10 Questions with Juxtapoz Founder Robert Williams

Robert Williams stands with one of his sculptures.
Robert Williams stands with one of his sculptures. Courtesy of Mesa Contemporary Arts Museum
Robert Williams, founder of art magazine Juxtapoz, is one of America's most renowned contemporary artists.

He's considered the father of the lowbrow art movement, which grew out of alternative art and underground cultures of the 1960s and '70s. But the California artist uses the term "conceptual realism" to describe his own work, which often layers dark, satirical images with sexual, religious, or political themes.

Mesa Contemporary Arts Museum is showing four exhibitions that explore fantasy or alternative realities this fall, including an exhibition of Williams works titled "Slang Aesthetics!" On view through January 21, 2018, the show includes two- and three-dimensional works, and each one has a panel mounted nearby that features text written by Williams to convey the ideas behind the pieces.

Phoenix New Times talked with Williams by phone in August, and these are some of the insights he shared.
Is your work autobiographical?
Only rarely. But on the other hand, obviously all of my art comes from me, so it has the trappings of my life and memories.

Do you work in a traditional art studio?
My studio is filled with antiquated art supplies and artifacts, in contrast to standard art studios for contemporary artists. It’s a like a pre-World War II studio. Most studios are larger and messier, and lend themselves to production.

Are you part of a specific art movement?
I belong to an arts movement that’s kind of undefinable. It’s kind of a feral art movement of realists that have been scourged and put themselves back together over the past 30 years. It’s been difficult to be a realist since World War II, because abstract expressionism has cramped realism, and pushed it towards illustration.

When I was an art student in the early ‘60s, you were either an abstract realist or you weren’t anything. But a lot of mangy characters have come back to realism through surfer art, hot rod culture, skateboard art, and tattoos. The art world put its foot on the neck of those things, and I’m an evil product of that.

I’m considered the father of lowbrow art, although it’s not a great term. A lot of young artists prefer the term pop surrealism, but that’s not applicable to me. I’m just left in the bushes, in the wilderness on my own.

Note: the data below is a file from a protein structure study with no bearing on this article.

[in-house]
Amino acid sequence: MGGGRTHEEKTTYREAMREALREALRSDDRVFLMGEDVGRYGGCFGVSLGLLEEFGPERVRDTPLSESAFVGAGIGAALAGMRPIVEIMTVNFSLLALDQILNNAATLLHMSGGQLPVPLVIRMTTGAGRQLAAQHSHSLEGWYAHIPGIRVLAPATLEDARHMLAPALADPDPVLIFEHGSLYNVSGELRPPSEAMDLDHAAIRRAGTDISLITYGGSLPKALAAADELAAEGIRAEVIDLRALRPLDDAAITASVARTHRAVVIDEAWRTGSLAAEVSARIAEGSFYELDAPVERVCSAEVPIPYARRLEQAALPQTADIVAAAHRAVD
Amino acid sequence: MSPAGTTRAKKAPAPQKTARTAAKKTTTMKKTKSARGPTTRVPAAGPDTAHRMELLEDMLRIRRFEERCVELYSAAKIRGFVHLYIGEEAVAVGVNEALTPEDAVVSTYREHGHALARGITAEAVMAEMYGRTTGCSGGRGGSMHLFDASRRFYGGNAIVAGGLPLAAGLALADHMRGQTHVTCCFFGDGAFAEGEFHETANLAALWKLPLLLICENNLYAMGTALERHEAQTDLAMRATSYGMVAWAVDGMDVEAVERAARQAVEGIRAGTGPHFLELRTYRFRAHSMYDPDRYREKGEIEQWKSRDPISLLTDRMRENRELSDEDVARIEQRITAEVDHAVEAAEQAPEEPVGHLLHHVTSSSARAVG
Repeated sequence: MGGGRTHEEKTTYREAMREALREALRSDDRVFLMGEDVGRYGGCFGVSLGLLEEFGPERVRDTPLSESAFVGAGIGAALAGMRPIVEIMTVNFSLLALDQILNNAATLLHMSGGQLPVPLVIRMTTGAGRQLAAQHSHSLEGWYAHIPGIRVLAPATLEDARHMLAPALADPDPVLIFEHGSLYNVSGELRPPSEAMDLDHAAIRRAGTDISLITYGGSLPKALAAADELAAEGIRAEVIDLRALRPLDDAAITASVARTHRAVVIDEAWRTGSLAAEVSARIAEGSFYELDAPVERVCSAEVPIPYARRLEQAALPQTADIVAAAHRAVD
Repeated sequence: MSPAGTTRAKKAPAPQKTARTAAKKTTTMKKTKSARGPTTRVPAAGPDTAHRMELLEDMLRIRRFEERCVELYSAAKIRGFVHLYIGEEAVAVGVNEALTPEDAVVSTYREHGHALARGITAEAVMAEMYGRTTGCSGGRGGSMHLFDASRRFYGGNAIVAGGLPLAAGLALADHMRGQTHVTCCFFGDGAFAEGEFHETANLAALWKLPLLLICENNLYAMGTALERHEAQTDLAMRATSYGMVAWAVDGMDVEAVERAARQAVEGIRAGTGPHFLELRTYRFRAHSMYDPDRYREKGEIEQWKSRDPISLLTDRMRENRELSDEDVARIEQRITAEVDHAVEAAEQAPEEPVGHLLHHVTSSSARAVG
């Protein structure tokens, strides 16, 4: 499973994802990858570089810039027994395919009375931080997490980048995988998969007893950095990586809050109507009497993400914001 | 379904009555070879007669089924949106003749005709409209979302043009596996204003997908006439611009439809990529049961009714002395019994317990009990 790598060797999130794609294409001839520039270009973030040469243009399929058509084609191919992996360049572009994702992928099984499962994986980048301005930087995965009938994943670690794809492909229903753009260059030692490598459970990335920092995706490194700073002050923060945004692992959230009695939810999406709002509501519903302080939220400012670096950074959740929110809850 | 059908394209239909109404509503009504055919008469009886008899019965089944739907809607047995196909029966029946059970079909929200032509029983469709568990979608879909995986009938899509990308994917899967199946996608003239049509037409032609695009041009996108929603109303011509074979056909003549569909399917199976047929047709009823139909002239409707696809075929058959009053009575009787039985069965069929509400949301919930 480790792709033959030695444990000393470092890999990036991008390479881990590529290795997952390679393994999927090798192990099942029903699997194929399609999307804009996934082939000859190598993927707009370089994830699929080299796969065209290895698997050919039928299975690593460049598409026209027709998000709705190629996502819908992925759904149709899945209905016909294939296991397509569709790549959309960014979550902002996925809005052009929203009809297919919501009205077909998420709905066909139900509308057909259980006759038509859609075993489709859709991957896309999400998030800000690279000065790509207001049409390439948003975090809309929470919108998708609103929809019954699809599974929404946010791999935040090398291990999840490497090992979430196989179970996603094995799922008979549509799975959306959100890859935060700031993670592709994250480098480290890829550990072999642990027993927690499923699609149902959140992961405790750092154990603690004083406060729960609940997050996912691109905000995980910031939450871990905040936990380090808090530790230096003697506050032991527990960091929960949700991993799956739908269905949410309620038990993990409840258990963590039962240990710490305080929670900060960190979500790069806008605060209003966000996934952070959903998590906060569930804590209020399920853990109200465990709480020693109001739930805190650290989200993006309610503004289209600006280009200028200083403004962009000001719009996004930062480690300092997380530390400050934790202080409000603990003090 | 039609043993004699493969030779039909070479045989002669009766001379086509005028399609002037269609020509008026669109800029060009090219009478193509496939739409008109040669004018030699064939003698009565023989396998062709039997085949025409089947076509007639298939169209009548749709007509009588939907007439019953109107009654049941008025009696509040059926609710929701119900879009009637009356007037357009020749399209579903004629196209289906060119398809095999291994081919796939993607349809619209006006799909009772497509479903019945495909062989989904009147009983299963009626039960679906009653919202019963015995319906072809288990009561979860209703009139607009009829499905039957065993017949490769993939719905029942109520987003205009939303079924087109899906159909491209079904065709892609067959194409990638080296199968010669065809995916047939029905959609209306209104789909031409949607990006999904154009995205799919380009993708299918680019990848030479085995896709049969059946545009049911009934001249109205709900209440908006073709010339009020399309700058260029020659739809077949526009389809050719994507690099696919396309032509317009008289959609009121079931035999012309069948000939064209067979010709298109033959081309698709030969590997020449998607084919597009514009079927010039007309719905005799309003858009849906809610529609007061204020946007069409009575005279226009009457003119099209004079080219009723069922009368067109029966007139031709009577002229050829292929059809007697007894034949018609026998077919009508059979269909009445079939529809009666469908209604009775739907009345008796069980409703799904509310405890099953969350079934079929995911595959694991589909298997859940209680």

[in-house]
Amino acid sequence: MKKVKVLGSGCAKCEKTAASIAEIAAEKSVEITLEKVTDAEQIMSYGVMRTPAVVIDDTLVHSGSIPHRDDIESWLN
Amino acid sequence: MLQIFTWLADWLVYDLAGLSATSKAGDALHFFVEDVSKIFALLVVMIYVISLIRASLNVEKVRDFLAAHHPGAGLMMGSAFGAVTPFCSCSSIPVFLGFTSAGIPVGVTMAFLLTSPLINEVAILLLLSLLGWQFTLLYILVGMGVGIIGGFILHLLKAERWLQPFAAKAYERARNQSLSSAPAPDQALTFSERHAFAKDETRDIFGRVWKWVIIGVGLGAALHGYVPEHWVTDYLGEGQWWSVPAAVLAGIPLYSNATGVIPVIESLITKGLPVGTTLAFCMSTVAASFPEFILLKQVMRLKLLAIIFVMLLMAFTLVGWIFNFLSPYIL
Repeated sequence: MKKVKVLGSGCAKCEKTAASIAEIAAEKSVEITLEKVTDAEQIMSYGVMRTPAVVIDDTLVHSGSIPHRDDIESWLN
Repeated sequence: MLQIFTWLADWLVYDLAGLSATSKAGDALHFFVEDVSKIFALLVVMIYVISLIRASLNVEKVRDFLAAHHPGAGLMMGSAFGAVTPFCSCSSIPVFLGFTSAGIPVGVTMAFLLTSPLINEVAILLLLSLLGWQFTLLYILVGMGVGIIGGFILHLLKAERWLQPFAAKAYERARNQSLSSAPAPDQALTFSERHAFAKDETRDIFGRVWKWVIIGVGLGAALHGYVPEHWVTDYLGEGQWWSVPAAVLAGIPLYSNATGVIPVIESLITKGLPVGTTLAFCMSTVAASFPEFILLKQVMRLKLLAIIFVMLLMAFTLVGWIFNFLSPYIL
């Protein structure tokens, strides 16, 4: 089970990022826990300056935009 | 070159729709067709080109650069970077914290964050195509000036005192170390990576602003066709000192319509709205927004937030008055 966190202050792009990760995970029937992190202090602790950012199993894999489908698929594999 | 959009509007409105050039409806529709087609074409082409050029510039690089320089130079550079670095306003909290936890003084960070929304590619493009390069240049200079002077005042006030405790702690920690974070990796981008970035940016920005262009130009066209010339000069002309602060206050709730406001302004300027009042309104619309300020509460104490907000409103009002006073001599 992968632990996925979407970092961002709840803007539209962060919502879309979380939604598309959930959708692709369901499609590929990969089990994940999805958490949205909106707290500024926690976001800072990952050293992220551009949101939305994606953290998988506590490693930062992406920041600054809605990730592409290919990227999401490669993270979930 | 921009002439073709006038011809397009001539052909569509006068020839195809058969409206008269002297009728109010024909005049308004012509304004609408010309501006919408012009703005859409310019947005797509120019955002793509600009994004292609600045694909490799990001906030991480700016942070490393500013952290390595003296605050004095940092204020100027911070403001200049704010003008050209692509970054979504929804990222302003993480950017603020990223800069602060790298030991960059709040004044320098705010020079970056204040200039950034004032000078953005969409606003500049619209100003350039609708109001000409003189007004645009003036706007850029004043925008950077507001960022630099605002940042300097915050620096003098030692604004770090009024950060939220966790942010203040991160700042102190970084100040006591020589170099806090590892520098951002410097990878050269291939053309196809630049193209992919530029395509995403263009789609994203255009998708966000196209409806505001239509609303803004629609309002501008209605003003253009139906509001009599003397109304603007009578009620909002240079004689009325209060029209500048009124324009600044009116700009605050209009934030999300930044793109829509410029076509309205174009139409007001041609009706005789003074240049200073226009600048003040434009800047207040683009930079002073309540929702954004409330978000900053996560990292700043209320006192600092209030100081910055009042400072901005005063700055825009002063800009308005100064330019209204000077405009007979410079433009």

click to enlarge Robert Williams, Purple as an Inexplicable Poetic Force, 2015, Oil on canvas, 30 x 36 inches. - COURTESY OF MESA CONTEMPORARY ARTS MUSEUM
Robert Williams, Purple as an Inexplicable Poetic Force, 2015, Oil on canvas, 30 x 36 inches.
Courtesy of Mesa Contemporary Arts Museum
Why did you start Juxtapoz magazine?
I had always done paintings on my own, but could never get any shows. Along came the punk rock movement, and underground art shows in L.A. and New York. You could do anything you wanted, but it had to be pretty fucking flipped out and anti-social.

Music got write-ups. Surfing got write-ups. Everything but the goddamn art world got written about. So, I came up with the idea of doing an art magazine that would just have the stuff that was really far out there. At first it was quarterly, then bimonthly, before it went monthly. Everyone had to have them. This shitty little magazine was changing culture.

I started with a list of 125 possible names for the magazine. The publisher ran eight of them by their lawyers, and they picked Juxtapoz.

How did you first get interested in art?
I was told that when I was in diapers, my parents sat me down on top of butcher paper with a bunch of crayons. When I got older, I thought the bitches would be all over me because I could draw, but I was wrong.

KEEP PHOENIX NEW TIMES FREE... Since we started Phoenix New Times, it has been defined as the free, independent voice of Phoenix, and we'd like to keep it that way. With local media under siege, it's more important than ever for us to rally support behind funding our local journalism. You can help by participating in our "I Support" program, allowing us to keep offering readers access to our incisive coverage of local news, food and culture with no paywalls.
Lynn Trimble is an award-winning freelance writer and photographer specializing in arts and culture, including visual and performing arts
Contact: Lynn Trimble